I went on the dating apps not long after but immediately logged off when someone I matched with told me I was overreacting about the pandemic, and another guy told me that he and his friends had pandemic raves. “Do a little molly and wear a mask, it’s fine,” he wrote.
I remember because I texted the screenshot to my friends.
There have been Zoom dates (ever been ghosted after a Zoom date? It’s humiliating). There have also been long walks and DM slides and once even a Cameo sent from Sir Mix-a-Lot. It’s been a mess. We are all a mess.
But something has changed. Everything. The forced alone time, the fact that people have died and we just didn’t care, witnessing the brutality of our politics and becoming a victim to it when I was fired, being kicked down because I was good at my job, and then the hours with my kids and the hours with myself, the hours and hours of The Great British Baking Show, and the days when I had a broken arm and I was mopping puppy shit off my floors and crying. All of this adds up to something that is so hard to articulate.
It’s like mud settling at the bottom of a lake.
I asked people on Twitter how the pandemic has changed their approach to love and relationships, and the responses were both beautiful and heartbreaking. For some, the pandemic meant they realized they were with the right person and it deepened their relationship. Others realized they were queer or open to dating all genders. Others experienced heartbreak and triumphant loss. Still others experienced the power of being alone without being lonely.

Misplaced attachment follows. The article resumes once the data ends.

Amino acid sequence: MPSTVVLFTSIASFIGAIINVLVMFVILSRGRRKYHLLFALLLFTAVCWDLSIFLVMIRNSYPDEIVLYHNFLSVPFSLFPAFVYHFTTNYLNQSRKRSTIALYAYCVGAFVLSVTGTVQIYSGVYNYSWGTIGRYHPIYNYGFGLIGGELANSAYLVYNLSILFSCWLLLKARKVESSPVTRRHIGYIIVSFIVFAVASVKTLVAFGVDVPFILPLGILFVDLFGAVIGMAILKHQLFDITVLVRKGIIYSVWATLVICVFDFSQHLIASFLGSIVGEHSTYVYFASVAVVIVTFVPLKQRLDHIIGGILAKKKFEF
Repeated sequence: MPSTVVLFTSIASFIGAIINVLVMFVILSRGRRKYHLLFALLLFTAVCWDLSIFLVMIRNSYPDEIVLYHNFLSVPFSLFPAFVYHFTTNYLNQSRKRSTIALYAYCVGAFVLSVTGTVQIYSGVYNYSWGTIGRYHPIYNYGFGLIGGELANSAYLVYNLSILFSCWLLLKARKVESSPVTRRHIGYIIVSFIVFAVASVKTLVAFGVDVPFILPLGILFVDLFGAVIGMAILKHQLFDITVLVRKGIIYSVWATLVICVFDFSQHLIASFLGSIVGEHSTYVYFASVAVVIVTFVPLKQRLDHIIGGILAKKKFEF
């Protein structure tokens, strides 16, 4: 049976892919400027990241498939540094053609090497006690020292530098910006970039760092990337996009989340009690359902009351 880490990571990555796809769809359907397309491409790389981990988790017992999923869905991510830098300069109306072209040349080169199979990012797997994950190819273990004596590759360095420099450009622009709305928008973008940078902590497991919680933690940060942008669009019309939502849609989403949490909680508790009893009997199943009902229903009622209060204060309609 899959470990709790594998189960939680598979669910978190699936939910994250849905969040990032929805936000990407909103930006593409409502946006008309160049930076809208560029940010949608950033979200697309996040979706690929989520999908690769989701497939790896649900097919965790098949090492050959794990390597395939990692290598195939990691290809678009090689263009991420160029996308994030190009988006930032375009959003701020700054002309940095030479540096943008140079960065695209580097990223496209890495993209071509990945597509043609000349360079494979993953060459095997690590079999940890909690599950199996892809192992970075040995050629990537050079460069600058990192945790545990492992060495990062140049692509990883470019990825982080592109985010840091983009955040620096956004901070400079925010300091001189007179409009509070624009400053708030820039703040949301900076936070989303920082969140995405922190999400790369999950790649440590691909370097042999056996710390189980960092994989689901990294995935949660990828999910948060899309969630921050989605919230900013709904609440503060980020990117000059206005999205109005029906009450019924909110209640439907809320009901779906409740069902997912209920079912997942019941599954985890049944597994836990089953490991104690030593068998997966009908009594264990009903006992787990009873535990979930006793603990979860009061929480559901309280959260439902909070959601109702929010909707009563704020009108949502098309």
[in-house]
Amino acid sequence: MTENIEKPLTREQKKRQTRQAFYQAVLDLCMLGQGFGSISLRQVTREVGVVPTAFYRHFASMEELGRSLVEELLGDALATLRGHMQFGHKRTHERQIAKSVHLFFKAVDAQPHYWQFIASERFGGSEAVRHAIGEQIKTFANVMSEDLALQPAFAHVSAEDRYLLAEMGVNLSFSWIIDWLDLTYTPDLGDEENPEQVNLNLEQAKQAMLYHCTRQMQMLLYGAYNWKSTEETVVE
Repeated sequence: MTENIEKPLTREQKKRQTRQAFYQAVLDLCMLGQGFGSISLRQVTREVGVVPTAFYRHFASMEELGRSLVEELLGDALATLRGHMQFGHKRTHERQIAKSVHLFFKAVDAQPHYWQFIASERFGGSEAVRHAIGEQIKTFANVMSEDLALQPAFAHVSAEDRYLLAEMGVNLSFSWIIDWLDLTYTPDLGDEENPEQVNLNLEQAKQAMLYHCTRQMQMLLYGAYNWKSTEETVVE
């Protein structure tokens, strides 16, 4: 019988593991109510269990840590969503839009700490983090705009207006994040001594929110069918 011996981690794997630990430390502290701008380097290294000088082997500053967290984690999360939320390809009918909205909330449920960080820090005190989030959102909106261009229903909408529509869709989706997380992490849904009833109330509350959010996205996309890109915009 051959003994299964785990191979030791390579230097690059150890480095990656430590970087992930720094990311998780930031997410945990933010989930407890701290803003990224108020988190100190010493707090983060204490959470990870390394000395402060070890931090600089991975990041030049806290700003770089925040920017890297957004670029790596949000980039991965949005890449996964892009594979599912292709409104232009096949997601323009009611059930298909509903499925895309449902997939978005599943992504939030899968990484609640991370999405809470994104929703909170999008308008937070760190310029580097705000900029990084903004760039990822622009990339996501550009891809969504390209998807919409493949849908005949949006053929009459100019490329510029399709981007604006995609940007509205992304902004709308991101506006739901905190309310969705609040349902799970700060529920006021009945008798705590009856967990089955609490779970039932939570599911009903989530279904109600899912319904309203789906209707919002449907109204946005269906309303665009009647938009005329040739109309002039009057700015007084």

It’s hard to put together a unified theory of love post-pandemic. Especially since we might never truly be post-pandemic. And the reality is a large part of the country would rather not stare into our collective wounds. That they’d rather cruelly barrel forward as if everything that happened was just some silly little joke time when everyone learned to make bread.
A large number of think pieces have predicted that this will be a summer of mess and romance and, well, more mess. And yes, but the reality is something has fundamentally changed in the way we see relationships. And we can choose to acknowledge it or just fervently try to forget this whole thing ever happened.
I don’t have the answers. This is just a newsletter. But I will tell you something. I recently found myself in a city that was not my own, in a situation where I didn’t want to be, with someone I cared about but who was being unkind. And I found myself in the situation of once again doing a mental and emotional calculus: What do I put up with? What do I just handle? How long can I suck this up and deal with it before I break?